Jonathan Harker's Journal
30 October, night
I am writing this
in the light from the furnace door of the steam launch. Lord Godalming is firing
up. He is an experienced hand at the work, as he has had for years a launch of
his own on the Thames, and another on the Norfolk Broads. Regarding our plans,
we finally decided that Mina's guess was correct, and that if any waterway was
chosen for the Count's escape back to his Castle, the Sereth and then the Bistritza
at its junction, would be the one. We took it, that somewhere about the 47th degree,
north latitude, would be the place chosen for crossing the country between the
river and the Carpathians. We have no fear in running at good speed up the river
at night. There is plenty of water, and the banks are wide enough apart to make
steaming, even in the dark, easy enough. Lord Godalming tells me to sleep for
a while, as it is enough for the present for one to be on watch. But I cannot
sleep, how can I with the terrible danger hanging over my darling, and her going
out into that awful place . . .
My only comfort is that we are in the hands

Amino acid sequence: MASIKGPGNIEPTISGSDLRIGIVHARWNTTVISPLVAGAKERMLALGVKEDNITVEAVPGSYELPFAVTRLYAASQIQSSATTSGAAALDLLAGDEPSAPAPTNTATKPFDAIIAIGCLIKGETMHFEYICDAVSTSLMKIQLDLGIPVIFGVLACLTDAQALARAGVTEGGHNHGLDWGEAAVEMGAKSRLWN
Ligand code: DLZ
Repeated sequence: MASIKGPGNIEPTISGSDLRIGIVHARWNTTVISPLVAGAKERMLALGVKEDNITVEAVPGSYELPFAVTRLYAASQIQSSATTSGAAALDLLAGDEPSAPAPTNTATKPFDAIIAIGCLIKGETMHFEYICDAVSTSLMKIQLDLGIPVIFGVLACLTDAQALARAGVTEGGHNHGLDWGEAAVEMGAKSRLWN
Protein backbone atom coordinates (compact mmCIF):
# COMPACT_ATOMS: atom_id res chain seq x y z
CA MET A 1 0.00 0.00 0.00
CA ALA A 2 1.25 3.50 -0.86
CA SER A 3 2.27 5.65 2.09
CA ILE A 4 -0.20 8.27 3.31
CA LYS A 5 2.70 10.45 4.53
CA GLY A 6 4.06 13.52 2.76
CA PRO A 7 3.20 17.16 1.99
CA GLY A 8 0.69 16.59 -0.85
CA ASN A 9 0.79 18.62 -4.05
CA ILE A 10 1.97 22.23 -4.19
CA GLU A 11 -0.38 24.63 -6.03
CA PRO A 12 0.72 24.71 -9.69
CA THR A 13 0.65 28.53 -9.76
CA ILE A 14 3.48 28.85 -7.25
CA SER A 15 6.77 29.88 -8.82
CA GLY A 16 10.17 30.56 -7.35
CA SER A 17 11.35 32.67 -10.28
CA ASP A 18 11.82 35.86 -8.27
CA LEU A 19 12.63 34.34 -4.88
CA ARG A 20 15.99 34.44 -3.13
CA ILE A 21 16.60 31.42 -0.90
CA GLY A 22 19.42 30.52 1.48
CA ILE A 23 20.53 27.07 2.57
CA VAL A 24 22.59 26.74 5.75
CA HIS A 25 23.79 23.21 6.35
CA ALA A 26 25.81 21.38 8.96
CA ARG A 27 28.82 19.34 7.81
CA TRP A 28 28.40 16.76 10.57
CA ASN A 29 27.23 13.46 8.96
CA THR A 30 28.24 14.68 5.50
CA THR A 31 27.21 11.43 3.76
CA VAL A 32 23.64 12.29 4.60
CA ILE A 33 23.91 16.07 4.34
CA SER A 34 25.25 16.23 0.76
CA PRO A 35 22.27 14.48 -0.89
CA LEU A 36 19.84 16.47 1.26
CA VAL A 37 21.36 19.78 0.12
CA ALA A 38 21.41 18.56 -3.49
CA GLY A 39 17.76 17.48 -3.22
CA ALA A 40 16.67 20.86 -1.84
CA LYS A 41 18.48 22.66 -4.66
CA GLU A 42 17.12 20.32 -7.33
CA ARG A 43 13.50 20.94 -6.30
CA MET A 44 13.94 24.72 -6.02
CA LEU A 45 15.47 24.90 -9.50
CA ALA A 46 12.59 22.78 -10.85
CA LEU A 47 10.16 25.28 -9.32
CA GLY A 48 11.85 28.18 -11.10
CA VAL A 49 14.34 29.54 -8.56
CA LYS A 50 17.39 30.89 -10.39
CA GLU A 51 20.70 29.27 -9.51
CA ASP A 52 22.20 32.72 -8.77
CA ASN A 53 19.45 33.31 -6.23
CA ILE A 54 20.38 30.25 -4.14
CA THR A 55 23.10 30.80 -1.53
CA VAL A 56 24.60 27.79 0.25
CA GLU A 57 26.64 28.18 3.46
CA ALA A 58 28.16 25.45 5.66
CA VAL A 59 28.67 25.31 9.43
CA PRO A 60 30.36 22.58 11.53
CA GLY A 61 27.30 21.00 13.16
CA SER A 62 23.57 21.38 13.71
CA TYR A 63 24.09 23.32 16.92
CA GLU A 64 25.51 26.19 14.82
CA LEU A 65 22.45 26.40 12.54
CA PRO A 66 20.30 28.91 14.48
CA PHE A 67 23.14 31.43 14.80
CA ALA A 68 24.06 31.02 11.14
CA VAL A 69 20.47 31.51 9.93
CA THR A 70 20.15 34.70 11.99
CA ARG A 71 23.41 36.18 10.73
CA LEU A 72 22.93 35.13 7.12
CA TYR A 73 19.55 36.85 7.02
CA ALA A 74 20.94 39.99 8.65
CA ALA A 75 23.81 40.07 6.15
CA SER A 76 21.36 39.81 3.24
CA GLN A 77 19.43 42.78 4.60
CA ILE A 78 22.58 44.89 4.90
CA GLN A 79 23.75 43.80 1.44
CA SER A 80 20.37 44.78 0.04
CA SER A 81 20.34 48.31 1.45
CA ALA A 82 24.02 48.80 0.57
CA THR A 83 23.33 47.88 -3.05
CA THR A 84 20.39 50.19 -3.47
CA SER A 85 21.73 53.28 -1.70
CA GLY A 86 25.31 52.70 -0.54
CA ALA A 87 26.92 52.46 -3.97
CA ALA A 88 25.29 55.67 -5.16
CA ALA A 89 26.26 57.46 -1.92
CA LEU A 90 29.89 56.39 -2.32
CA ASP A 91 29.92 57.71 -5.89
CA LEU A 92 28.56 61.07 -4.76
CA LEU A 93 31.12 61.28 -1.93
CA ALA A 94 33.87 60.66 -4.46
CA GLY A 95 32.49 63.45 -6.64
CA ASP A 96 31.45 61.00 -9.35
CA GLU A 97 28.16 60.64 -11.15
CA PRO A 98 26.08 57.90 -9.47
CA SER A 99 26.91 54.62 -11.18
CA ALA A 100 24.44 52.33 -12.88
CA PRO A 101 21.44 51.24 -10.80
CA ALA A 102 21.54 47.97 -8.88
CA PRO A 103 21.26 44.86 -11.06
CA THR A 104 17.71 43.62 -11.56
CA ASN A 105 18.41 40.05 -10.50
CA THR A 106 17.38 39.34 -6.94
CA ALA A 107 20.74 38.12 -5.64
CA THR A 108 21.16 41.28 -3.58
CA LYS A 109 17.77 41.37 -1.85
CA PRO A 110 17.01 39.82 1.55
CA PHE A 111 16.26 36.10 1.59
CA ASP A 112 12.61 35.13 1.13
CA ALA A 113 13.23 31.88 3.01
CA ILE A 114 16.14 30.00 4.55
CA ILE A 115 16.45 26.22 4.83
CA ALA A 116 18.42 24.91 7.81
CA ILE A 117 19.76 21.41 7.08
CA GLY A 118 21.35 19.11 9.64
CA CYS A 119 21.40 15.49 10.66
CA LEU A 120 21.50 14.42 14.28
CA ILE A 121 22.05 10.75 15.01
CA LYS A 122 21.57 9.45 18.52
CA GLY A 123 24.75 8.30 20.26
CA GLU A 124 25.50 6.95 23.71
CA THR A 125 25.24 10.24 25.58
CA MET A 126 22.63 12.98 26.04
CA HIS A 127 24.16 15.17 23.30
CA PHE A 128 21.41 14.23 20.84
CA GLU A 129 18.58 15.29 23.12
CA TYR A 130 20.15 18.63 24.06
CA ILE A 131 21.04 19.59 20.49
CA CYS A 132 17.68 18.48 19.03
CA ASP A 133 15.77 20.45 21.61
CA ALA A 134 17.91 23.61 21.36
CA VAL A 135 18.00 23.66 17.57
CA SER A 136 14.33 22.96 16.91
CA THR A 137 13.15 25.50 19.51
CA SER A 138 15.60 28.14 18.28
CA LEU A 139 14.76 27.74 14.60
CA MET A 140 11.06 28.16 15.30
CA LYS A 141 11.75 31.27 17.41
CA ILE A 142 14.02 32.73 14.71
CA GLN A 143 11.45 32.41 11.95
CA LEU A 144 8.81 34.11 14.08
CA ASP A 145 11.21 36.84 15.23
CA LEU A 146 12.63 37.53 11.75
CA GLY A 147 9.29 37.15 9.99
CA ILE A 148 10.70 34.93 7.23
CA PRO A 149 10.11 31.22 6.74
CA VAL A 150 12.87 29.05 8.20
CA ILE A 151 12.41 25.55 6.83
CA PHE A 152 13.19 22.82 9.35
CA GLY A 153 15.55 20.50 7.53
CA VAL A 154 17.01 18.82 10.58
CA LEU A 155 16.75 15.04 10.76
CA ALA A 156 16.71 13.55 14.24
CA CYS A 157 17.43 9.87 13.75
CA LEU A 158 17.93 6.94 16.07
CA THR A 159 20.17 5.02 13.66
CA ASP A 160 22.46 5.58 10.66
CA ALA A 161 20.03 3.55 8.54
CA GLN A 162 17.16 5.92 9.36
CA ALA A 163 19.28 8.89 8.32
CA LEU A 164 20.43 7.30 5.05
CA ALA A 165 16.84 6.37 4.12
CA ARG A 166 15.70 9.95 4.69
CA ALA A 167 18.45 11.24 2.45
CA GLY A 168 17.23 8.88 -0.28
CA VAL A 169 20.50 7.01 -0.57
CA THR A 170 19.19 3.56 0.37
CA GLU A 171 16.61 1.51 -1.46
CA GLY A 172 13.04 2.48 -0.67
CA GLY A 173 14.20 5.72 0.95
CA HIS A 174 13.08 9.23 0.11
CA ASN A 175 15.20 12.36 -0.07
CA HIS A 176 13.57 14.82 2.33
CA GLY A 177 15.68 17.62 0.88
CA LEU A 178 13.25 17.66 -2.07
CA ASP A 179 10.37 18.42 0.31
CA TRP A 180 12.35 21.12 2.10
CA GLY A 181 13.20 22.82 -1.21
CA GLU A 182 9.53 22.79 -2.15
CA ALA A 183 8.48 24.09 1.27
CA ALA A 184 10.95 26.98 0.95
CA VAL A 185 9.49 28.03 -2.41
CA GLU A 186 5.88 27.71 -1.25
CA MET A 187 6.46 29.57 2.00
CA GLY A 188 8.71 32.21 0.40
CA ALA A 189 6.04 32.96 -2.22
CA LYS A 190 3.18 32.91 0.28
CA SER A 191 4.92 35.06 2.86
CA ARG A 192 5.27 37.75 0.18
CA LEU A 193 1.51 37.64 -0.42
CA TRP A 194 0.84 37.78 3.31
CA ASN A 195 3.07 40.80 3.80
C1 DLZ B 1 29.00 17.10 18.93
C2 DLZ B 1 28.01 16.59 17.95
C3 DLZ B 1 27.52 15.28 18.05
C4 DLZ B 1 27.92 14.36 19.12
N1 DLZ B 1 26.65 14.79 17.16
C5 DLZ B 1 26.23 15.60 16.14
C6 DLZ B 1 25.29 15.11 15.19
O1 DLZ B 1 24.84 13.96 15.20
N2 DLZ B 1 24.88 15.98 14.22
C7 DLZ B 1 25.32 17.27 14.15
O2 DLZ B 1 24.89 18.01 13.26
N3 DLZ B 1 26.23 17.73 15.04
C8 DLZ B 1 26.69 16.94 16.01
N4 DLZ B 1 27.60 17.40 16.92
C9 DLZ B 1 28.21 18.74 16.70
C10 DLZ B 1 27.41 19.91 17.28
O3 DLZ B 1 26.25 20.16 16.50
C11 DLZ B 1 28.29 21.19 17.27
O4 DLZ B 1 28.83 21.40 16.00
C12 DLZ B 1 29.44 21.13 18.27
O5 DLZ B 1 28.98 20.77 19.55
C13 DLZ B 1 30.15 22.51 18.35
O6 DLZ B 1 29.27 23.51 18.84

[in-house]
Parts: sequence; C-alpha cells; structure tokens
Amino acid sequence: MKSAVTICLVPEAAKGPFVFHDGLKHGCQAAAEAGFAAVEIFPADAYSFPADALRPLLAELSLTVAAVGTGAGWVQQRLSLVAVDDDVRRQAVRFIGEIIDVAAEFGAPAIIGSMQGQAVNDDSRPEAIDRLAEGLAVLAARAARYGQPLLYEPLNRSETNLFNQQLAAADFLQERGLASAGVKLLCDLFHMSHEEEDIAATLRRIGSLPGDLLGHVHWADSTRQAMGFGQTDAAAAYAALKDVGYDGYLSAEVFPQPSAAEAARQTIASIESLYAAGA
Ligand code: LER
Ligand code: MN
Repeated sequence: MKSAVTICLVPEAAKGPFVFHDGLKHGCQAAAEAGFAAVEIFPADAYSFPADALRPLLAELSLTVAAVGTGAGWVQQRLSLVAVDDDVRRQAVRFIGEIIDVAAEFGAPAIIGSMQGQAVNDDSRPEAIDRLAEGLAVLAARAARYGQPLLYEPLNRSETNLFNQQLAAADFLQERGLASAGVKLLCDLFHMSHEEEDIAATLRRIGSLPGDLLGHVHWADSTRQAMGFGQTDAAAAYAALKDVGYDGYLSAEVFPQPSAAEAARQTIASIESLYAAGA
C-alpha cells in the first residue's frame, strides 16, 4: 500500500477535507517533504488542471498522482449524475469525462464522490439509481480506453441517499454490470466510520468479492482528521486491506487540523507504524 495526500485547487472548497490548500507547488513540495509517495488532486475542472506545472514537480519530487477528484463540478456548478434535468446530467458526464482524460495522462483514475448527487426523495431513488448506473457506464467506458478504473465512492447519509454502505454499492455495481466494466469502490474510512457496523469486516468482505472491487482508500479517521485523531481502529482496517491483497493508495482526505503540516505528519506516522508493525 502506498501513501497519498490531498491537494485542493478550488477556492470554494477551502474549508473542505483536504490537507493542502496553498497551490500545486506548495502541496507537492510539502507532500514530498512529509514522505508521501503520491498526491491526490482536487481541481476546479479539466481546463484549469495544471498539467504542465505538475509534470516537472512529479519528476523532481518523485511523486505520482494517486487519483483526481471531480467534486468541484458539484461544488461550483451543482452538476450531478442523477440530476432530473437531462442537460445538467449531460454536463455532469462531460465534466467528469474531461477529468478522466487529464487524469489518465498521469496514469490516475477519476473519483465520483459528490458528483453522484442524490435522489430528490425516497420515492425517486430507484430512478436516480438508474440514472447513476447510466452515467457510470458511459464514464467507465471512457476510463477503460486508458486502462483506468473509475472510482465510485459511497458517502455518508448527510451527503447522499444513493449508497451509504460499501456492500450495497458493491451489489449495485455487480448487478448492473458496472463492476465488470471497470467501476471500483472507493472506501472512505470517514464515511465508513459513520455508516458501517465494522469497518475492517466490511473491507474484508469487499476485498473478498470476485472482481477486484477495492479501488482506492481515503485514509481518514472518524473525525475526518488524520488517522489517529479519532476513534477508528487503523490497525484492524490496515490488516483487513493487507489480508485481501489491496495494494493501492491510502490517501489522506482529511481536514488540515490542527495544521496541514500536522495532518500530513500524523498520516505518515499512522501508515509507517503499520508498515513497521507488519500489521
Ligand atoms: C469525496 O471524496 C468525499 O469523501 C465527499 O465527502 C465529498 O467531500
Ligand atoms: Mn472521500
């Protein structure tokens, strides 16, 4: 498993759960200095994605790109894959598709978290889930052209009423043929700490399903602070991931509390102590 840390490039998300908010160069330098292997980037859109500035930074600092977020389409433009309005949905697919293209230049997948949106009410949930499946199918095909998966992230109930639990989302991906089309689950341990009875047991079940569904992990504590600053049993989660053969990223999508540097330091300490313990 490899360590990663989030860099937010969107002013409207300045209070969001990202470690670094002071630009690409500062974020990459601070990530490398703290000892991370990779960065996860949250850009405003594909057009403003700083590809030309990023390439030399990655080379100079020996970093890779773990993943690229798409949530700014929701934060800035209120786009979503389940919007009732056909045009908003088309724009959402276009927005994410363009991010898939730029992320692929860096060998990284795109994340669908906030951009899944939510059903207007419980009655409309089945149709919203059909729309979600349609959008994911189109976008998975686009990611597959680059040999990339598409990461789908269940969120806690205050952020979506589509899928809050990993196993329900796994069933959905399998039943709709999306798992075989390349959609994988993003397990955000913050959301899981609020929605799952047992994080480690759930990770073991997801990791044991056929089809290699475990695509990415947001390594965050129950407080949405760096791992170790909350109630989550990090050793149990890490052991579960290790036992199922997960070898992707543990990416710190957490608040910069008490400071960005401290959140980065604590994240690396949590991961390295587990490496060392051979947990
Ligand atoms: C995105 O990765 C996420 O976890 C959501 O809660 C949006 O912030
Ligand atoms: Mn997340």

of God. Only for that faith it would be easier to die than to live, and so be
quit of all the trouble. Mr. Morris and Dr. Seward were off on their long ride
before we started. They are to keep up the right bank, far enough off to get on
higher lands where they can see a good stretch of river and avoid the following
of its curves. They have, for the first stages, two men to ride and lead their
spare horses, four in all, so as not to excite curiosity. When they dismiss the
men, which shall be shortly, they shall themselves look after the horses. It may
be necessary for us to join forces. If so they can mount our whole party. One
of the saddles has a moveable horn, and can be easily adapted for Mina, if required.
is a wild adventure we are on. Here, as we are rushing along through the darkness,
with the cold from the river seeming to rise up and strike us, with all the mysterious
voices of the night around us, it all comes home. We seem to be drifting into
unknown places and unknown ways. Into a whole world of dark and dreadful things.
Godalming is shutting the furnace door . . .